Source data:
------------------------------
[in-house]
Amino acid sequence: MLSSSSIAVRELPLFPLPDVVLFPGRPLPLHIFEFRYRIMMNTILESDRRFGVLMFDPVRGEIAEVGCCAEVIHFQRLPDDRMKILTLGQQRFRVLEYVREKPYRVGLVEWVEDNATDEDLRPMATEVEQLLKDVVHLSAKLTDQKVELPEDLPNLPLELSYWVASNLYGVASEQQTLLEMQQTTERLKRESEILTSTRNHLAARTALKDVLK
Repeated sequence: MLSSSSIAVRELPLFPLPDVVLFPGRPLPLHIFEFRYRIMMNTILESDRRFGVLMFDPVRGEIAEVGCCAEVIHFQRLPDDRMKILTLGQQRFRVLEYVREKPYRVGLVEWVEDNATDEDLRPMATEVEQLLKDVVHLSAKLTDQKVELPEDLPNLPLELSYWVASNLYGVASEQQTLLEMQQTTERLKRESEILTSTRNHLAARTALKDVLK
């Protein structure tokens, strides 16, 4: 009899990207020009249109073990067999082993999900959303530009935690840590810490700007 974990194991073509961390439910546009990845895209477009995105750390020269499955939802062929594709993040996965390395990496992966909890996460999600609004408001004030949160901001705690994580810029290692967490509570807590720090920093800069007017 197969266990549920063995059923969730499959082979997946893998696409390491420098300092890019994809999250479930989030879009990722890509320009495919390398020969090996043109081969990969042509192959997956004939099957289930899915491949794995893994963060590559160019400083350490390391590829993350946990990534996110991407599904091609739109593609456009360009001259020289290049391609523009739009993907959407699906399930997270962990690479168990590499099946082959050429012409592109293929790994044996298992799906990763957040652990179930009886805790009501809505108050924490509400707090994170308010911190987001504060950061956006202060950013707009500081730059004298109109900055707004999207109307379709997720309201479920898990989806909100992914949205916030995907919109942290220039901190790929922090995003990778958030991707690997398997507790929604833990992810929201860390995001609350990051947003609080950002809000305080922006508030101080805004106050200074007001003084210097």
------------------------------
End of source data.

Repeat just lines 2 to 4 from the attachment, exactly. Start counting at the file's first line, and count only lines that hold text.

Amino acid sequence: MLSSSSIAVRELPLFPLPDVVLFPGRPLPLHIFEFRYRIMMNTILESDRRFGVLMFDPVRGEIAEVGCCAEVIHFQRLPDDRMKILTLGQQRFRVLEYVREKPYRVGLVEWVEDNATDEDLRPMATEVEQLLKDVVHLSAKLTDQKVELPEDLPNLPLELSYWVASNLYGVASEQQTLLEMQQTTERLKRESEILTSTRNHLAARTALKDVLK
Repeated sequence: MLSSSSIAVRELPLFPLPDVVLFPGRPLPLHIFEFRYRIMMNTILESDRRFGVLMFDPVRGEIAEVGCCAEVIHFQRLPDDRMKILTLGQQRFRVLEYVREKPYRVGLVEWVEDNATDEDLRPMATEVEQLLKDVVHLSAKLTDQKVELPEDLPNLPLELSYWVASNLYGVASEQQTLLEMQQTTERLKRESEILTSTRNHLAARTALKDVLK
């Protein structure tokens, strides 16, 4: 009899990207020009249109073990067999082993999900959303530009935690840590810490700007 974990194991073509961390439910546009990845895209477009995105750390020269499955939802062929594709993040996965390395990496992966909890996460999600609004408001004030949160901001705690994580810029290692967490509570807590720090920093800069007017 197969266990549920063995059923969730499959082979997946893998696409390491420098300092890019994809999250479930989030879009990722890509320009495919390398020969090996043109081969990969042509192959997956004939099957289930899915491949794995893994963060590559160019400083350490390391590829993350946990990534996110991407599904091609739109593609456009360009001259020289290049391609523009739009993907959407699906399930997270962990690479168990590499099946082959050429012409592109293929790994044996298992799906990763957040652990179930009886805790009501809505108050924490509400707090994170308010911190987001504060950061956006202060950013707009500081730059004298109109900055707004999207109307379709997720309201479920898990989806909100992914949205916030995907919109942290220039901190790929922090995003990778958030991707690997398997507790929604833990992810929201860390995001609350990051947003609080950002809000305080922006508030101080805004106050200074007001003084210097």